Twists and Turns

The Cygnus Loop Nebula, a.k.a. the Veil Nebula, in ultraviolet light. Credit: NASA’s Galaxy Evolution Explorer.

Nov 28, 2018

Most celestial objects exhibit some kind of filamentation.

“Keep your eyes on the stars, and your feet on the ground.”
— Theodore Roosevelt

Every science journal describes the formation of nebulae in terms of “blowing winds” created by shock waves from exploding stars. Nebulae are thought to be “star factories”, because astronomers think that X-ray radiation comes from new fusion reactions taking place inside nebular clouds.

Electric Universe theory presupposes that plasma and magnetic fields form stars, because Birkeland currents thread through the galaxy. Those gigantic filaments stop plasma from dispersing inside their light-years long helical coils. When electric current density inside the filaments reaches a critical point, the plasma that carries current starts to glow and to “pinch” into plasmoids that might eventually become stars.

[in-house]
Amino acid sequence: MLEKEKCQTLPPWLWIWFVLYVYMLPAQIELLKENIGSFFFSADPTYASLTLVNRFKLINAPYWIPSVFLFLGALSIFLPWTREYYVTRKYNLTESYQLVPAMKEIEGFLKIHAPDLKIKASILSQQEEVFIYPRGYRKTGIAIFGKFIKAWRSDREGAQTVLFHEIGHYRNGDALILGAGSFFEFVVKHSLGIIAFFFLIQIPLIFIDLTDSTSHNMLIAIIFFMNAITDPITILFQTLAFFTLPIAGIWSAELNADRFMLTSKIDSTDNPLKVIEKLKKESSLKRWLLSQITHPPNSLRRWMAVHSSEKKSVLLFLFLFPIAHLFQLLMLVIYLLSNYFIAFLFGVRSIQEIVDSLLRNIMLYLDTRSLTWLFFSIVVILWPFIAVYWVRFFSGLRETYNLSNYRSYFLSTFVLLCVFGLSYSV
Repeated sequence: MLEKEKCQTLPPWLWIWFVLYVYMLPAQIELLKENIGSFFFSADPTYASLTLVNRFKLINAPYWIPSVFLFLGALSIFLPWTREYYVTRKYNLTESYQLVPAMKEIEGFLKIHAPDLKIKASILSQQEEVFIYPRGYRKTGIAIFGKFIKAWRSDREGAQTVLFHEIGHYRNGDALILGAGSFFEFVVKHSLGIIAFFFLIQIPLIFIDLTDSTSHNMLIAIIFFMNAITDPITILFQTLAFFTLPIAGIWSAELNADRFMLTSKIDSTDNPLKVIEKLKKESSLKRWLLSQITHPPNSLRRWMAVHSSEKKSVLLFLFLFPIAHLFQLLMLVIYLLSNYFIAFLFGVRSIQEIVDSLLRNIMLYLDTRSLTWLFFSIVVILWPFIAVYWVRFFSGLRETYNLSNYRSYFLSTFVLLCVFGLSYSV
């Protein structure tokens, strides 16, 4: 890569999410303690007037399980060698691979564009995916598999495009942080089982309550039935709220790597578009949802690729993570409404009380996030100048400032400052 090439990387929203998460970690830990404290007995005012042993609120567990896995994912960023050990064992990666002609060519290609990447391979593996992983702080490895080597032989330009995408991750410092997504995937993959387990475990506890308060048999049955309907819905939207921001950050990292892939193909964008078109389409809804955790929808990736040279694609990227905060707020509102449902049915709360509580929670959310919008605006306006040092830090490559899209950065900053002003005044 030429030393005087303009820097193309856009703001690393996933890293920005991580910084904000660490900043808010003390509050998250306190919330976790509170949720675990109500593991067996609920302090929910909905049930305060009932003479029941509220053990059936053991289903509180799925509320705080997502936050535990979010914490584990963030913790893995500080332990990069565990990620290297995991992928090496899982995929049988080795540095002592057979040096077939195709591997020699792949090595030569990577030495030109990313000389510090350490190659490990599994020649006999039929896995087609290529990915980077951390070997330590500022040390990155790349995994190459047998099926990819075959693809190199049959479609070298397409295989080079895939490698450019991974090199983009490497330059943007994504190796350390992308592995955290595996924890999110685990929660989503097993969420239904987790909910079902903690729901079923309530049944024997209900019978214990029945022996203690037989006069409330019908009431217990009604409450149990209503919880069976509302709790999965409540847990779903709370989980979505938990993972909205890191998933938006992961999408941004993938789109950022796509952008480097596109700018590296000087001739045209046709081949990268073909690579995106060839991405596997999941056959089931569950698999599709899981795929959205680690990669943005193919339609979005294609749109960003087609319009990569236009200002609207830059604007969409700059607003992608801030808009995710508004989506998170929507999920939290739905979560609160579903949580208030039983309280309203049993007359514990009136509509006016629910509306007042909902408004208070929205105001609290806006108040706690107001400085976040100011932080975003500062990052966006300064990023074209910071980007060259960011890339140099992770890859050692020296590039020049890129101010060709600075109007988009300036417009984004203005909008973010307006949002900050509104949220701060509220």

When electric charge flow is weak, and nebular plasma contains only small quantities of dust, only the stars “light up” in arc-mode discharges, leaving the background Interstellar Media in dark mode. Where electrical stress is high, as in the Cygnus Loop, curling filaments, jets, and gas clouds also light up. Dust and gas can reflect the light from nearby stars, but the Cygnus Loop reveals characteristic filaments seen in laboratory plasma experiments.

As written many times before, when plasma moves through a cloud of dust and gas (a nebula), the cloud becomes ionized and electric charges flow. Electricity generates electromagnetic fields that organize into coherent filaments known as Birkeland currents, as mentioned above. Charged particles in the filaments spiral along magnetic fields, appearing as electrical vortices. The forces between these spinning Birkeland currents pull them close together and wind them around each other into “plasma ropes”, since they do not merge.

In the case of the Cygnus Loop, the unmistakable appearance of Birkeland currents is clearly visible. The nebula’s overall configuration is an hourglass, and the shapes within the nebula correspond to the formations that electric discharges in plasma create.

Stephen Smith

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